Supreme Court Chief Justice John Roberts has referred all judicial misconduct complaints against new Justice Brett Kavanaugh to the Tenth Circuit Court of Appeals in Colorado to investigate, he said in a letter Wednesday.
Roberts explained in the letter, addressed to Timothy Tymkovich, the Chief Judge for the Tenth Circuit Court of Appeals, that the complaints had originally been sent to the D.C. Circuit Court, where Kavanaugh previously sat, but that he had received requests from a judge on that court to transfer it to another circuit.
The judge who made that recommendation to Roberts, Karen Le Craft Henderson, said in a letter that she was making this suggestion “because of the exceptional circumstance related to the above referenced complaints and the concern that local disposition may weaken public confidence in the process.”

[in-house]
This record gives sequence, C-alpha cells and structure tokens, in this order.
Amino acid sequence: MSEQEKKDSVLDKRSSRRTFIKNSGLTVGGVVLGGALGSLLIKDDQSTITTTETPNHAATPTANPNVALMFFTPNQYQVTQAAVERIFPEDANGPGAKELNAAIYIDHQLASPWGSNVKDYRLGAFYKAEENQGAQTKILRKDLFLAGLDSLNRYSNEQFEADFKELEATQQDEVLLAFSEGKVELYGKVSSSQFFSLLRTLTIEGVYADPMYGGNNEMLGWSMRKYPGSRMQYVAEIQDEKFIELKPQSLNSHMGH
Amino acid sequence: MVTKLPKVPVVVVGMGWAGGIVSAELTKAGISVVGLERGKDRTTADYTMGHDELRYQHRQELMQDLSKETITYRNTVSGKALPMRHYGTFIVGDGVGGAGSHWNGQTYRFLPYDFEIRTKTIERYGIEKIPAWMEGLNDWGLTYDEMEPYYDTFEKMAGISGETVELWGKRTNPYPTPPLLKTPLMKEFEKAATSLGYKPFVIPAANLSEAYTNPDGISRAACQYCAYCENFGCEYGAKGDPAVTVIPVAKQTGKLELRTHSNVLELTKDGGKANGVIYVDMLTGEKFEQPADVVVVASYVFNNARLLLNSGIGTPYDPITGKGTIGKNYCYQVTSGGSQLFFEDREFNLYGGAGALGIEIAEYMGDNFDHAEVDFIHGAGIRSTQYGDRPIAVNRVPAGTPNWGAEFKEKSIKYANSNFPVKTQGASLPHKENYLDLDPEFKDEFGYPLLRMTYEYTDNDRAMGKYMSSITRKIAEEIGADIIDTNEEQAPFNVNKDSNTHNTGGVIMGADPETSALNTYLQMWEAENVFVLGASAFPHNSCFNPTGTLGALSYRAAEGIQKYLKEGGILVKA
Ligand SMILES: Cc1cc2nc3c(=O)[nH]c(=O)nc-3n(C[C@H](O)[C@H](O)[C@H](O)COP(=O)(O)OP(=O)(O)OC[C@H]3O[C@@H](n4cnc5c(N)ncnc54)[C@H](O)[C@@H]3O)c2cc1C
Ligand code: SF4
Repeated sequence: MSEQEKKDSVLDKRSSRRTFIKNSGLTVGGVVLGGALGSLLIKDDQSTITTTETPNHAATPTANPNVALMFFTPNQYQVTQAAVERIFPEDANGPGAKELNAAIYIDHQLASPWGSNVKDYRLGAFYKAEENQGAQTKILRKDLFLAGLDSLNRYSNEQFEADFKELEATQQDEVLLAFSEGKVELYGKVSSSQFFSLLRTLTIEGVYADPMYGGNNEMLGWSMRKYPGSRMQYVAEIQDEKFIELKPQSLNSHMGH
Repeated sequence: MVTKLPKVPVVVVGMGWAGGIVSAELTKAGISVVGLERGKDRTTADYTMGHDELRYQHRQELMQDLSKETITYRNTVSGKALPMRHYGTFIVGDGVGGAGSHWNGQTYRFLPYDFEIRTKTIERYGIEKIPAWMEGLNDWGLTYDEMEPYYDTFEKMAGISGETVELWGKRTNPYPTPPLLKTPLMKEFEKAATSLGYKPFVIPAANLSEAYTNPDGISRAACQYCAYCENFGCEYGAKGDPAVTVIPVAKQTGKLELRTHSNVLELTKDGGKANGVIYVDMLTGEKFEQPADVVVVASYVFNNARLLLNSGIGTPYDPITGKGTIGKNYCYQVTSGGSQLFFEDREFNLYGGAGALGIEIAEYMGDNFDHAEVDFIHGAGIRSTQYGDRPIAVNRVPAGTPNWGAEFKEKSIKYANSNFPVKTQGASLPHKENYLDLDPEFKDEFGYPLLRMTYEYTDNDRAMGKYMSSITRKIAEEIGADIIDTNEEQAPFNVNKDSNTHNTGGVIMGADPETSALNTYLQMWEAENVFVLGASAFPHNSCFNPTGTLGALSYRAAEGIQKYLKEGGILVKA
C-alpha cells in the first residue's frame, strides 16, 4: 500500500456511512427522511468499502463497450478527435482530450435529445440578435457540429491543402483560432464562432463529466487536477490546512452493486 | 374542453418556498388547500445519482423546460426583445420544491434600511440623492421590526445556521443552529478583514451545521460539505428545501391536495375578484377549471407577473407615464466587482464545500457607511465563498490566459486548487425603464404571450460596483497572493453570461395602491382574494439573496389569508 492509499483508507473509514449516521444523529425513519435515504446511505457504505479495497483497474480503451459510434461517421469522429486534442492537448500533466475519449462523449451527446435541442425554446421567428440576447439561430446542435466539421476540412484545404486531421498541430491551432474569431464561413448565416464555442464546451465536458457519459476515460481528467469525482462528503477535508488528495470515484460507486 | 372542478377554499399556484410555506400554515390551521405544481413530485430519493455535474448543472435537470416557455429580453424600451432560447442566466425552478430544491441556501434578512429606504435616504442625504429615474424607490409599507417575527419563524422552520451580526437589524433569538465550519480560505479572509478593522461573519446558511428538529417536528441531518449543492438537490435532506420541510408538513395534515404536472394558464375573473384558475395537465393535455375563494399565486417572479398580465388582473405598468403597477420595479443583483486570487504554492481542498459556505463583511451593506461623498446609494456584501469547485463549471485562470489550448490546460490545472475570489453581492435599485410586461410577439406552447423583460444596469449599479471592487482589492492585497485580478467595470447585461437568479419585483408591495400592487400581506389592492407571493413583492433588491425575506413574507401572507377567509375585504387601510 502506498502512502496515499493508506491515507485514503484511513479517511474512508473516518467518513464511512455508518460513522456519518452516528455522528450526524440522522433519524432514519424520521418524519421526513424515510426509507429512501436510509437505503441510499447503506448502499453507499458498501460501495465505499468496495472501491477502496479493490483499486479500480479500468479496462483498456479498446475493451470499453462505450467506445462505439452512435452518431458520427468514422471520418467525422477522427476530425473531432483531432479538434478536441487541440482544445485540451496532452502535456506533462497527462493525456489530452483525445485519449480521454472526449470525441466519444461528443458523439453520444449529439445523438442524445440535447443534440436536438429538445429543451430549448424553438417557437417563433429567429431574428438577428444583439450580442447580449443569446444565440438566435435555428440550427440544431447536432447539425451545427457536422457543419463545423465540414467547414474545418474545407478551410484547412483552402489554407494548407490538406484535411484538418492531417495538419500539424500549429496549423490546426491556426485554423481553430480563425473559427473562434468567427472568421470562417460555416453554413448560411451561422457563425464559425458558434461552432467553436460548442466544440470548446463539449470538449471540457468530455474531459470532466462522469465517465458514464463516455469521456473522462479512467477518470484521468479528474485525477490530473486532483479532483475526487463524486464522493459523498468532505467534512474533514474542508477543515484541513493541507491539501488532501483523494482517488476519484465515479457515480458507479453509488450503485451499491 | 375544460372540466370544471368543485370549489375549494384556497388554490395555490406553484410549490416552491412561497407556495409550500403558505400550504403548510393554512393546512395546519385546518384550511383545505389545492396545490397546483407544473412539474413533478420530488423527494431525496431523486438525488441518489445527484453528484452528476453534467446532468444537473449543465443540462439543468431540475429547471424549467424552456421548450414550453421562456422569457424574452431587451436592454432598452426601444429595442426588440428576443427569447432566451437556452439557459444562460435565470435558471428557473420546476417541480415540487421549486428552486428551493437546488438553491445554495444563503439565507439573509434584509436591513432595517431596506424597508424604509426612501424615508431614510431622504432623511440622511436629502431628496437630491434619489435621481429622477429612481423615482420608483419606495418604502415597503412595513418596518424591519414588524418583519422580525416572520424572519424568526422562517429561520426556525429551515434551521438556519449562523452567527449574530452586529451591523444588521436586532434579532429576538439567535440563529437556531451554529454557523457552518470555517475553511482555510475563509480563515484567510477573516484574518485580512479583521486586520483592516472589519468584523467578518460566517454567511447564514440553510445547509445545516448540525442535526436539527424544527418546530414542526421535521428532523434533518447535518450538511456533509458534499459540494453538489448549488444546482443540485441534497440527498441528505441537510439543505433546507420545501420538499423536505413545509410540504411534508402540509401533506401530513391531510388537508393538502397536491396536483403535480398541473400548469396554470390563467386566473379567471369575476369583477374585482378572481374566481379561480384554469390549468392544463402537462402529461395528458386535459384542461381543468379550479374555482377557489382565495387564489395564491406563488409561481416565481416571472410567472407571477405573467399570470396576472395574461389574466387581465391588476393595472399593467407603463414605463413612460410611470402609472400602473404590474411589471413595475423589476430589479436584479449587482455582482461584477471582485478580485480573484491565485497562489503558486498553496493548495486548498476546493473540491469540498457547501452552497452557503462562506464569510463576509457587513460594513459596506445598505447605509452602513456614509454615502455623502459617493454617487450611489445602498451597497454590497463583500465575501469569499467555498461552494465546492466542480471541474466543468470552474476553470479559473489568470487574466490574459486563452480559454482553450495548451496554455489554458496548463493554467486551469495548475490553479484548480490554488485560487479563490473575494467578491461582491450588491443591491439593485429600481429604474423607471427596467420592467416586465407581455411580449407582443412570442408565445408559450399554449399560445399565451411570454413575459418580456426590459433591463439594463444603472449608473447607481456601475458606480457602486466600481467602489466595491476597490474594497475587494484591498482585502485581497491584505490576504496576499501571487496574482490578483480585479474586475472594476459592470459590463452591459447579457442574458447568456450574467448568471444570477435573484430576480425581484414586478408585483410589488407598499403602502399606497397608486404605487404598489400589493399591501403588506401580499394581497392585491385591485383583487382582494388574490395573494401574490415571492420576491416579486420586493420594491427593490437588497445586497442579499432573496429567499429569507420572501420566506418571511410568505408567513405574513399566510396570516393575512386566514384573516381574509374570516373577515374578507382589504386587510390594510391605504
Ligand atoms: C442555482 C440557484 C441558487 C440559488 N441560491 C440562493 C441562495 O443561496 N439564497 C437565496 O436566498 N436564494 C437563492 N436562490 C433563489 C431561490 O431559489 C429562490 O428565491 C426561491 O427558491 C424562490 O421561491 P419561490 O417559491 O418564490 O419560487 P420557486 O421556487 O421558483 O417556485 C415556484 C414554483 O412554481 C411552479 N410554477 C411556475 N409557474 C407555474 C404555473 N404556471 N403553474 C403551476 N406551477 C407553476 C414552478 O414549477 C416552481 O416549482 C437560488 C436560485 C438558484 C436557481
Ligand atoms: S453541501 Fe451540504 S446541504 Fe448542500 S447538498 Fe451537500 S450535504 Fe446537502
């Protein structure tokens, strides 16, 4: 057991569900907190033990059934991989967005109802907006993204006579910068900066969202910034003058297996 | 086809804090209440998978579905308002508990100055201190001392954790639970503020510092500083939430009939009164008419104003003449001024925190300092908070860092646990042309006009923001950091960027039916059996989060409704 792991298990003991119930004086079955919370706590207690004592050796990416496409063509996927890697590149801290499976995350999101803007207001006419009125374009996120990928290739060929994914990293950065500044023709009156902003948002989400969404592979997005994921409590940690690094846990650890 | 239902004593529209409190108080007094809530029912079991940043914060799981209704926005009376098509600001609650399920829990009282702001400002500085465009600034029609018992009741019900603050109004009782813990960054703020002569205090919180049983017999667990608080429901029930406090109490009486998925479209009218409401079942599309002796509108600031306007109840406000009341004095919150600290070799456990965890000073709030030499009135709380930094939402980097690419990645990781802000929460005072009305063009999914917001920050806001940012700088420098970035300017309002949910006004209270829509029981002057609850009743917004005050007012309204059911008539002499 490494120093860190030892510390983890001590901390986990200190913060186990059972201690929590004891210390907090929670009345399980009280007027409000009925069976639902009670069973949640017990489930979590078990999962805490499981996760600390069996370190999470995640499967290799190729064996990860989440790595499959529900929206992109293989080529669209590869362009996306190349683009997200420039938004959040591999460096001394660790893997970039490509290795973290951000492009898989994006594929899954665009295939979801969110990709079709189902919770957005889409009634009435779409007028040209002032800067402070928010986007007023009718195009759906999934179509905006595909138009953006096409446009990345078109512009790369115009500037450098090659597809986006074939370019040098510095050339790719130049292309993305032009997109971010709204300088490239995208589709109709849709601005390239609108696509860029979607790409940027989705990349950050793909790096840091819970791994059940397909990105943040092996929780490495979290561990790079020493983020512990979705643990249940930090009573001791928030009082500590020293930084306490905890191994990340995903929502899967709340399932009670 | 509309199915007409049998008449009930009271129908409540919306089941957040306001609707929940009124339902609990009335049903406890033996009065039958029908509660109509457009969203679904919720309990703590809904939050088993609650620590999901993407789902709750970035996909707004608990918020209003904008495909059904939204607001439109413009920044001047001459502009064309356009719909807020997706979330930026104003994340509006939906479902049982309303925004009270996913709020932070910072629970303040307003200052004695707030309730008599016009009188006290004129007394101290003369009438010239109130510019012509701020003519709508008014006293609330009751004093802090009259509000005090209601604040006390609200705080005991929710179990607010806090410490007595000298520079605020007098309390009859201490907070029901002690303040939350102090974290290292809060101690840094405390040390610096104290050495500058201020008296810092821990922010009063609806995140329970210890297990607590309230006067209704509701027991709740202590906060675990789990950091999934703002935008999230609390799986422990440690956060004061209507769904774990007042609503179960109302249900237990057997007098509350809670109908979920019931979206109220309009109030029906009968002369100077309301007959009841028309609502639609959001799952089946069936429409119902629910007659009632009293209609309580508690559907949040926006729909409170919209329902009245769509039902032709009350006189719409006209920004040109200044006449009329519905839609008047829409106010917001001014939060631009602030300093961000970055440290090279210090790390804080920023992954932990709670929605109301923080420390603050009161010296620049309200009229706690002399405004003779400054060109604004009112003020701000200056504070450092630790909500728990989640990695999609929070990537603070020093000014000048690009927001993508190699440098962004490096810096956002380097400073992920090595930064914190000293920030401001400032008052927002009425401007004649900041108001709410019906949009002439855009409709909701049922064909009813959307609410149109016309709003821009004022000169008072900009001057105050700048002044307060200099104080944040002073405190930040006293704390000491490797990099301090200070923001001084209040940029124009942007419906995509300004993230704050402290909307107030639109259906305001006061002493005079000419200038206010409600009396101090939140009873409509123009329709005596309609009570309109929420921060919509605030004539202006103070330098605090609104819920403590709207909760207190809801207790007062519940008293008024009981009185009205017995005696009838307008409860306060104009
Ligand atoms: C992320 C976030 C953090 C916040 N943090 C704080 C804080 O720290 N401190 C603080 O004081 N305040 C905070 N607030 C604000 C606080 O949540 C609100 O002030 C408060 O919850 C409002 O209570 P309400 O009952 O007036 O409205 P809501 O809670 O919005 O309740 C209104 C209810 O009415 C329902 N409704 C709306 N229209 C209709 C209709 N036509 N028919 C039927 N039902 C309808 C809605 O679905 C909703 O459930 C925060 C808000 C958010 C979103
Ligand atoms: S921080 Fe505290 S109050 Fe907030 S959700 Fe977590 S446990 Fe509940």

Tymkovich, the judge who is now in charge of investigating the complaints, was appointed to the bench by President George W. Bush and was on President Donald Trump’s list of possible Supreme Court nominess, though Trump ultimately chose Kavanaugh.
Henderson said in a press release earlier this month that the misconduct claims were filed after Kavanaugh’s confirmation hearings, which began on Sept. 4. Henderson said they all relate to the hearings, not to his conduct as a judge. Any member of the public can file a misconduct claim against a judge on the circuit where he sits, she noted.
“The complaints do not pertain to any conduct in which Judge Kavanaugh engaged as a judge,” said Henderson. “The complaints seek investigations only of the public statements he has made as a nominee to the Supreme Court of the United States.”
The Senate narrowly confirmed Kavanaugh to the court last Saturday, after a brutal confirmation fight that was extended after three women came forward detailing sexual misconduct allegations against him that ultimately led to a supplemental FBI investigation.